PI: Jiří Forejt Genetically Defined Mice Models as a Tool for Studying Human Diseases

While the analysis in human genomics is currently focusing on the genome-wide association studies (GWAS), the mouse model offers a complementary approach using genetic fractionation of polymorphisms on the model of the chromosome substitution strains (= consomic strains) and the recombinant inbred (RI) strains (see the current international project 1000 RI strains, Collaborative Cross). So far only 4 complete panels of the chromosome substitution strains exist in the world. Two of them were prepared in the USA, one in our laboratory and one in Japan.

We were first to use a powerful genetic polymorphism that occurred during evolution of two mouse sub-species; Mus m. musculus and Mus m. domesticus to create a panel of consomic strains. Mice from our consomic strains have been partly phenotyped in the PHENOME program in The Jackson Laboratory, Bar Harbor, USA.

These mice serve as a universal tool for studying wide range of complex human diseases as mentioned above. The consomic strains will find a special use in studying the modifier genes and for studying the genes controlling production of functional sperm.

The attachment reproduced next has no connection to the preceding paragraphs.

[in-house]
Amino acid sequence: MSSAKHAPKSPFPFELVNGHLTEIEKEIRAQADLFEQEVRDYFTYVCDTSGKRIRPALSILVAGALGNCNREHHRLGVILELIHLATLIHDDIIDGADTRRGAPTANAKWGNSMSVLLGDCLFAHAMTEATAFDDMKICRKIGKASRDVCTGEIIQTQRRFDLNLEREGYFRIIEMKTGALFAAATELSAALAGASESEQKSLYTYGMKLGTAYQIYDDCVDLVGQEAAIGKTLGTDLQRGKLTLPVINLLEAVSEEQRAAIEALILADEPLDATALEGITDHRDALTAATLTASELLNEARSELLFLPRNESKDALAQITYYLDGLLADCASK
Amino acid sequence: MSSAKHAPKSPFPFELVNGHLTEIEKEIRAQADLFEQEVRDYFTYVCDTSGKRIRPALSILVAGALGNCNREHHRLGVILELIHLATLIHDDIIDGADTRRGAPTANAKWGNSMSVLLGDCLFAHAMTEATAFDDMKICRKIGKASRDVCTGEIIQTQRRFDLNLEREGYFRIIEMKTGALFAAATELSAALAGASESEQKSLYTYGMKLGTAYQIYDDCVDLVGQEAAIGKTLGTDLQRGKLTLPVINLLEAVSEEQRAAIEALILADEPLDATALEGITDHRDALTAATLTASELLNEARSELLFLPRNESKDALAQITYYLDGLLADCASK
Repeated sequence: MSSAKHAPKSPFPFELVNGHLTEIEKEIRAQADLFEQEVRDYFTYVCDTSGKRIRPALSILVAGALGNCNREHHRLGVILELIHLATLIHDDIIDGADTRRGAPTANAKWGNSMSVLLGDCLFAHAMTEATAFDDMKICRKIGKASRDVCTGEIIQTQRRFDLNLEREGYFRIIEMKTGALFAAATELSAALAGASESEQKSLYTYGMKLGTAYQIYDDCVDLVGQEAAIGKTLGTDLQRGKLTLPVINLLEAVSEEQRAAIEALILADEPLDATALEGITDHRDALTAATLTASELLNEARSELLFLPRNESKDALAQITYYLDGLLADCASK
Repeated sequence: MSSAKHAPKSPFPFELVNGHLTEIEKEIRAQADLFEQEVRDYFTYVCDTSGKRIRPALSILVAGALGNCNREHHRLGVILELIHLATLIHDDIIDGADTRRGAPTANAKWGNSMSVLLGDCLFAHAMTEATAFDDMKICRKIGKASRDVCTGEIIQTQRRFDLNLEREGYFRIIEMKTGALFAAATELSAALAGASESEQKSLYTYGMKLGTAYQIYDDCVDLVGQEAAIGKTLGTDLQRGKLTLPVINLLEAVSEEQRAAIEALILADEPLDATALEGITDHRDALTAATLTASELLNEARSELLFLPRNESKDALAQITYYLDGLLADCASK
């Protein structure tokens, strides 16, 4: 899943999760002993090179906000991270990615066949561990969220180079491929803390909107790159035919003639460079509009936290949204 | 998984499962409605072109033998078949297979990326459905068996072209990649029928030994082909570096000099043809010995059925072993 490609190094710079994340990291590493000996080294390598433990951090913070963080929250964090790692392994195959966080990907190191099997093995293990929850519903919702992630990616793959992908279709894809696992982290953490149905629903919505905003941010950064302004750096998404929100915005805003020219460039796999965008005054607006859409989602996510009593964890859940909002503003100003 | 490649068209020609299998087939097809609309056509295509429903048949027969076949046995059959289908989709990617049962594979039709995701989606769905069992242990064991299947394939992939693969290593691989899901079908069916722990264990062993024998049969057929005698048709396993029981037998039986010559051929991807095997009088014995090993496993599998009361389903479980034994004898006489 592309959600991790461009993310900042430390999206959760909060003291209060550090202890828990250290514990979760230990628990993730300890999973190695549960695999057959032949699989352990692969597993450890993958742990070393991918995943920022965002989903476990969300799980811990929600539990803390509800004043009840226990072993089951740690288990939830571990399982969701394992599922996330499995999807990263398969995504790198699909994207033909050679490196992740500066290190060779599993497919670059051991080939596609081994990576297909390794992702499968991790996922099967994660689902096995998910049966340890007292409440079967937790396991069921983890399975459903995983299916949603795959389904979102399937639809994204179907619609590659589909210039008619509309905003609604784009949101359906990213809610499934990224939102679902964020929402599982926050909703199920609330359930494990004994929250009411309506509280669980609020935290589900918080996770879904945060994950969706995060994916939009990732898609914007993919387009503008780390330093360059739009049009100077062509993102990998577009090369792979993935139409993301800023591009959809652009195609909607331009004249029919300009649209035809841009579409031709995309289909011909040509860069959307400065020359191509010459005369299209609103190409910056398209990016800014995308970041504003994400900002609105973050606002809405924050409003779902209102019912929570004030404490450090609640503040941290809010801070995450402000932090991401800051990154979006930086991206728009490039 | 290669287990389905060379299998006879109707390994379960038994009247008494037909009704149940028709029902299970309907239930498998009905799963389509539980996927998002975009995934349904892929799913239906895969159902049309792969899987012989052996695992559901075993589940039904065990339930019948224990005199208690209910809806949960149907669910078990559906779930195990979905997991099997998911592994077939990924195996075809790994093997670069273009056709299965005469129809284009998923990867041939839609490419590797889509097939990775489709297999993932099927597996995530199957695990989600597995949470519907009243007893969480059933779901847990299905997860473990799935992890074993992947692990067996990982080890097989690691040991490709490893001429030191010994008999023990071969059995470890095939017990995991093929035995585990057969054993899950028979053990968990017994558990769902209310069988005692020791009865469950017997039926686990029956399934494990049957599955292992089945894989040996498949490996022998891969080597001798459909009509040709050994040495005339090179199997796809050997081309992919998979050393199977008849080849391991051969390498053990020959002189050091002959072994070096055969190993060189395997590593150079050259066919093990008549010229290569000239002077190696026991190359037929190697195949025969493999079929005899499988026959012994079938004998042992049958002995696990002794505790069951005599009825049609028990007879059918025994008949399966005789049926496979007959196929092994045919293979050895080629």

Analysis of two mouse models of genetically controlled male infertility. To understand the principles of the epigenetic, parent-of-origin effects on meiosis of male-sterile chromosomal translocation carriers we are studying chromation modification in primary spermatocytes of the reciprocal +/T43H male hybrids which differ in the extent of meiotic pertubations. We will analyze the transcription profile changes associated with this type of transgenerational inheritance and we will study differential epigenetic marks established on a chromosomal domain of T43H translocation such as DNA methylation and histone modifications within germ cell lineage development.

The other model gains information of the role of individual genes in infertility by following the cellular, subcellular and molecular traits associated with male infertility in mouse sub-species Mus m. musculus and Mus m. domesticus hybrids the new knowledģe obtained from the mouse infertility model will be applied on data from human male infertility studies. As an example, our recent discovery of Prdm9 gene as mouse hybrid sterility prompted subsequent follow up of this gene in patiens of human infertility clinics.